I was watching the news the other night. I actually hate watching the news–it is depressing and I don’t need anything adding to the depression battle I fight. My husband had it on, though, and I was half listening to it. The news anchor, a mom on one of the area’s largest local TV news shows, said something that kind of ticked me off. It was not only that she said it, but also HOW she said it that bothered me. She was conversing with the meteorologist, who had just given the forecast, and said, “A few last days of nice summer weather before the kids have to go back to school.” It is difficult to write in words the expression on her face. It was one of disdain, maybe even disgust, as she emphasized the word “have“. Now, I realize that many children, please know that not all children, feel this way. Many dread the thought of being confined to a classroom again, losing the freedom of summer days, or maybe even going to school knowing they will be made fun of or harassed in some way. I believe society has taught children in America to hate the thought of school starting. It is words spoken like those of the popular news anchor that has helped contribute to that line of thought. As soon as I heard her, though, I thought of the little boy and girl we sponsor through Compassion International.

These two children live in Rwanda, a country greatly affected by AIDS. The little girl we sponsor has no mom or dad. She lives with her grandma. She is only able to attend school because of her being sponsored through Compassion. Most children in Rwanda, and many other countries, do not have the privilege of going to school. Yes, I said privilege. In some countries, boys are allowed to go to school but not girls. Right now, as many American children are whining about having to go back to school and parents may be complaining about the cost of new clothes and supplies, there are countless children in other countries who would give almost anything to be able to go to school and learn. I imagine there are parents and grandparents who wish the same thing for these kids. One thing that most parents have in common, regardless of race or ethnicity, is they want success for their children.

I encourage you, if you are a parent of a school age child, regardless of which method you choose to ensure your children get an education, to not reinforce society’s cry that school and learning is an imposition or something to be disdained–something you HAVE to do. Instead, encourage your kids by being enthusiastic about the fact that they not only GET to go to school, if you choose public school, they GET to go for free for 13 years! Teach them to be thankful for the blessing of learning and the abilities they have to do so. This is, in all honesty, a blessing that is not enjoyed by all children in the world.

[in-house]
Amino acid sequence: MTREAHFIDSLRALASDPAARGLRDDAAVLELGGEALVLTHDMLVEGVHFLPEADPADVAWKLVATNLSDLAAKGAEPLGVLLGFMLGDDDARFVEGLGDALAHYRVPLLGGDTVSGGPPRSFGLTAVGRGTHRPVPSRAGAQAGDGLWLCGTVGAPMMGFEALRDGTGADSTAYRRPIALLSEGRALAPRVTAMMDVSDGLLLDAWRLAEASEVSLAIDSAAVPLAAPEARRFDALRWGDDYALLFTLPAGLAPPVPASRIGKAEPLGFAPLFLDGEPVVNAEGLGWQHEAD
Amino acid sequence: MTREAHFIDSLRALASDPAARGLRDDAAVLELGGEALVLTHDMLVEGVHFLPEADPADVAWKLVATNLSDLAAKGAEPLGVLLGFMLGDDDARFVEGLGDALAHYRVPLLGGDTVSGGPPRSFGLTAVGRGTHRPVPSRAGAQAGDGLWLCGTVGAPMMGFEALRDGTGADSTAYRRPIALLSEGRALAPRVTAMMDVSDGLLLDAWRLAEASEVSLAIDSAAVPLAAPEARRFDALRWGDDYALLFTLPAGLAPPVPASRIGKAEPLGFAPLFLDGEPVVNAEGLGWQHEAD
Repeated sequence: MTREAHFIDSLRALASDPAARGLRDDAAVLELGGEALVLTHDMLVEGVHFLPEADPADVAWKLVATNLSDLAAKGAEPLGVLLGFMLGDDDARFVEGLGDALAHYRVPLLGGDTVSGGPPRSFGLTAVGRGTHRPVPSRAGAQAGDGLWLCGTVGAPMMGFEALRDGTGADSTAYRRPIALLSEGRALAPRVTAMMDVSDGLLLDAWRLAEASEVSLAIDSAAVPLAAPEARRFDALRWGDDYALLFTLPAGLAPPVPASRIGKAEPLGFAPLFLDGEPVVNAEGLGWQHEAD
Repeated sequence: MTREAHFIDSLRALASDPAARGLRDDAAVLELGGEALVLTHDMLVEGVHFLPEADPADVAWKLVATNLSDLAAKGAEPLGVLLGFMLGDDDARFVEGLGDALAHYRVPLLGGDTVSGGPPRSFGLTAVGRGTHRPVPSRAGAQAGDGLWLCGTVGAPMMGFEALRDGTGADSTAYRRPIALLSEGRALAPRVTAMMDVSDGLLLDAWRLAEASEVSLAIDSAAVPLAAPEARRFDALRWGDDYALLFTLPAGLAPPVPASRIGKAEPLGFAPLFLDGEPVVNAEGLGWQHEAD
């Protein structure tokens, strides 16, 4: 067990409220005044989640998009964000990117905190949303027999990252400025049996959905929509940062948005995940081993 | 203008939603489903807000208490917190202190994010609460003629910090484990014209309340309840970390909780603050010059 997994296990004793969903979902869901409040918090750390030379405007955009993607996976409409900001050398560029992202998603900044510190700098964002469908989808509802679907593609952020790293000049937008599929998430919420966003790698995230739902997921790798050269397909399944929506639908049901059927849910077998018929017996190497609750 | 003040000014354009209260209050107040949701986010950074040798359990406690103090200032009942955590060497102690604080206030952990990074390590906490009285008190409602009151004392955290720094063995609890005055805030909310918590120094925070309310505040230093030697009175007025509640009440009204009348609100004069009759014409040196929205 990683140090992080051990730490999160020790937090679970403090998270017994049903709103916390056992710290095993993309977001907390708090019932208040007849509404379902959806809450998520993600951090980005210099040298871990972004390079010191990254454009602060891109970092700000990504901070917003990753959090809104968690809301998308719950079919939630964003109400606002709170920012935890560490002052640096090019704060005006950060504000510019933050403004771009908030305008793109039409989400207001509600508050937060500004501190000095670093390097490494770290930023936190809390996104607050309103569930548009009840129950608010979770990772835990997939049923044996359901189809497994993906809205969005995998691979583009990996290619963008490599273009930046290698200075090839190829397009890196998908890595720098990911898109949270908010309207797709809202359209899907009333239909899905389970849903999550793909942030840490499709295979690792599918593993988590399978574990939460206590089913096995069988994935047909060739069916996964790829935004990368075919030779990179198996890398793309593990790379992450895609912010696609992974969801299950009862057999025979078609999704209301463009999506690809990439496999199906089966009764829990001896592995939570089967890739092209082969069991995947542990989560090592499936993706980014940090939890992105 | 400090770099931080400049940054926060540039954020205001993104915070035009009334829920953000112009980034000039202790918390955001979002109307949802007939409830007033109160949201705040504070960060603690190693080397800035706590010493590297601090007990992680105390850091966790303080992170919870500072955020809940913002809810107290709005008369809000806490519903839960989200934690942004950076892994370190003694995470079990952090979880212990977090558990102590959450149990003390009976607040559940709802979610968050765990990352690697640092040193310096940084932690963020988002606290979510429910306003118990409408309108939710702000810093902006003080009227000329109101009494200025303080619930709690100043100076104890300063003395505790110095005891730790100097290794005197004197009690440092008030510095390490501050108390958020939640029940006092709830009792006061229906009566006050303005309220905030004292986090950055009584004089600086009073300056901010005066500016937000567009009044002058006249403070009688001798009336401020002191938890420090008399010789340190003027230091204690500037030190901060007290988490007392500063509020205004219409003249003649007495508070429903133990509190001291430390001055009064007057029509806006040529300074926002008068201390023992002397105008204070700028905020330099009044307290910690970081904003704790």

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Holding a Grudge

My father taught me many things. I was the youngest of four. By the time I was born, my parents had been married a while and were pretty well established. I don’t remember living anywhere but in the middle class suburban neighborhood where I grew up. Before I was born and up until I was two years old, my family lived in the outskirts of the city of Buffalo in New York state. There was one family car at that time and my dad worked long hours as an auto mechanic. The long hours didn’t change when they moved to what I call my hometown, but most everything else had. We had two cars, I had my own bedroom in a well built house with a large fenced yard, and on birthdays and Christmas there were piles of presents.

But I digress.

My dad taught me how to hammer a nail so it would go straight into a piece of wood. He taught me how to mix cement and use that cement to build brick walls. He taught me how to throw a curve ball. He taught me how to check oil, pump gas, put air in tires, and patch a tube. (Back then many tires had inner tubes) I learned how to fix a broken bike chain and also how to keep it oiled. I knew how to tighten screws and how to read what size screwdriver I would need to do the job. I learned how to paint  a shingled house, the right way to climb up and down a ladder, and how to pull shingles off a roof and put new ones on. I don’t ever remember a repairman coming to our house; my dad knew how to do everything–even difficult and dangerous jobs involving gas lines and electrical lines.

As I have grown older, I have seen more and more of my dad in me. My dad had very few friends and didn’t believe he needed anymore. Oh, he could carry on a conversation if my very outgoing mom invited folks over, but he never looked forward to those types of things. He wasn’t socially awkward–he just felt if he wasn’t working at his business or on a home project then he should be able to relax and be left alone. I remember one time some people from the church came by as they were out Christmas caroling. My dad didn’t want to open the door. I may or may not have done something like this in my adulthood… I watched my dad do life alone for the most part and since by nature I was very much an introvert, I resisted my mom’s attempts to socialize me with all the other kids at church. I didn’t fit in anyway and I was fine being alone or with one friend.